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The vaping epidemic is like a PSA come to life. A recent outbreak of vaping-related deaths and illnesses has affected people from across 46 states. More than 800 people fell ill, and at least 17 people died from vaping. In Illinois and Wisconsin, 87% of the people who got sick said they used THC, and 71% of people also said they used products that contained nicotine. Symptoms of the illness included coughing, chest pains, shortness of breath, nausea, and fatigue. We finally might now why.

Researchers from the Mayo Clinic believe toxic chemical fumes, not the actual chemicals in the vape liquid, might be the culprit. "It seems to be some kind of direct chemical injury, similar to what one might see with exposures to toxic chemical fumes, poisonous gases and toxic agents," Dr. Brandon Larsen, a surgical pathologist at the Mayo Clinic in Arizona, said in release.

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Do Unbranded Cigarette Packages Rob You of Your Autonomy?

Beware the nanny state! Australia is going to force cigarette manufacturers to use "unbranded," and very graphic, packaging.

Australia plans to ban cigarette manufacturers from showing logos, branding, colors, and promotional text on tobacco packaging starting in January 2012. Instead, cigarette packs will be a drab olive color that research has shown is unattractive to smokers and will feature graphic images of the physical damage cigarettes wreak, along with blunt text warnings. These are some of the proposed designs for the new packs.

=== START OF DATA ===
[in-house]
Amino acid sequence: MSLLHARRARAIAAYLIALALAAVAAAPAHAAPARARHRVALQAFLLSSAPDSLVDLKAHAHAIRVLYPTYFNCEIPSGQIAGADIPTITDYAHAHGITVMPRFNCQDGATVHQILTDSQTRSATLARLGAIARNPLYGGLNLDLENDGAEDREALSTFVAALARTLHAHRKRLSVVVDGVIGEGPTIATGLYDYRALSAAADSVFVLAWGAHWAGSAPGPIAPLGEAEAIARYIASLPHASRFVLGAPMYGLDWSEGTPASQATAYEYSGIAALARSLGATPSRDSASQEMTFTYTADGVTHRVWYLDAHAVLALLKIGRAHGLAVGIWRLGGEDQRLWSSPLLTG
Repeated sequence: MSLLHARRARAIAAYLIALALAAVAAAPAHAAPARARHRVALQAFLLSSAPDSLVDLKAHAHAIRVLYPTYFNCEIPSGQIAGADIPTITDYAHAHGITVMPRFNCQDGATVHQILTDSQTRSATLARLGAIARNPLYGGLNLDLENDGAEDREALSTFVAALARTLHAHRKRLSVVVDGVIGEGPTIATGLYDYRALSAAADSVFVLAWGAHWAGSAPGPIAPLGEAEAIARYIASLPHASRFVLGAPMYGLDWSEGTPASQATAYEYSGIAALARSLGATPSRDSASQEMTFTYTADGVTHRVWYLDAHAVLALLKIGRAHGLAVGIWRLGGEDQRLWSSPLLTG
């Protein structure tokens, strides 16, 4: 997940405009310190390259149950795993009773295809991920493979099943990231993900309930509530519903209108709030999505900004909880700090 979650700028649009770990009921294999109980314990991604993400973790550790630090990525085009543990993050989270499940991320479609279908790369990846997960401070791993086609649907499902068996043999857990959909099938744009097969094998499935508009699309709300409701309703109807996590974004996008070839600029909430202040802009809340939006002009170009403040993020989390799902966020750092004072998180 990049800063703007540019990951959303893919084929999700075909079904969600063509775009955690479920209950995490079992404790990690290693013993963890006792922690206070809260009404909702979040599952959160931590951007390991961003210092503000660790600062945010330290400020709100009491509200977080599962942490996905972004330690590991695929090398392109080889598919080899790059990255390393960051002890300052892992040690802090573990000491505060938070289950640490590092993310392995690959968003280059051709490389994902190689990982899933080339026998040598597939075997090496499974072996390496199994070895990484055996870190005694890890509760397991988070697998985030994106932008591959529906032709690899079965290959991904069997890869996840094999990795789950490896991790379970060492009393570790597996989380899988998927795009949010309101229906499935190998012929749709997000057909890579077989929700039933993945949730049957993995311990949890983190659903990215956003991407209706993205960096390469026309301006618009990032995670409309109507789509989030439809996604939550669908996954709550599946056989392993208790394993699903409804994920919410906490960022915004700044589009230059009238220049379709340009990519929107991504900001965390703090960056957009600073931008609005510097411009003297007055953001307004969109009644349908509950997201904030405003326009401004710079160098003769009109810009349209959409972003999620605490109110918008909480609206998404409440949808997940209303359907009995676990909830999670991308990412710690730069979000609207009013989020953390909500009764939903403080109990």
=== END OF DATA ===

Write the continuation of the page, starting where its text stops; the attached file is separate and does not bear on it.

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@GOOD Asks: Do Anti-Smoking Ads work? Which Ones? The Community Answers

We all know smoking cigarettes is an unhealthy habit. Which anti-smoking ad (if any) stopped you from buying a pack? Join the conversation.

Yesterday on GOOD, Twitter, and Facebook, we asked our friends: Do anti-smoking ads work? Which ones? We ask a question to our Twitter and Facebook faithful once a day, so if you’re not yet following @GOOD or a fan, make sure to sign up and participate in the conversation.

Here's a sampling of responses from our Twitter followers:

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We ask a question to our Twitter and Facebook faithful once a day, so if you’re not yet following @GOOD or a fan, make sure to sign up and participate in the conversation.

On Thursday we will post a roundup of our favorite responses, so stay tuned.

Want us to ask a question to the GOOD community? Tweet or Facebook your question to us.

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Will the FDA's New Cigarette Warning Labels Help You Quit?

In accord the Tobacco Control Act, the FDA has proposed new graphic warning labels for cigarette packaging. Will they be effective?


The Tobacco Control act (also known as the Family Smoking Prevention and Tobacco Control Act) requires that "larger, more visible" warning labels adorn all cigarette packs as of June 22, 2011. The FDA has proposed that the warnings should "consist of nine new textual warning statements accompanied by color graphics depicting the negative health consequences of smoking," taking up at least 50 percent of the packaging space on which they appear.

Three of the proposed images are shown above. You can seen the complete collection at the FDA website or in this pdf.

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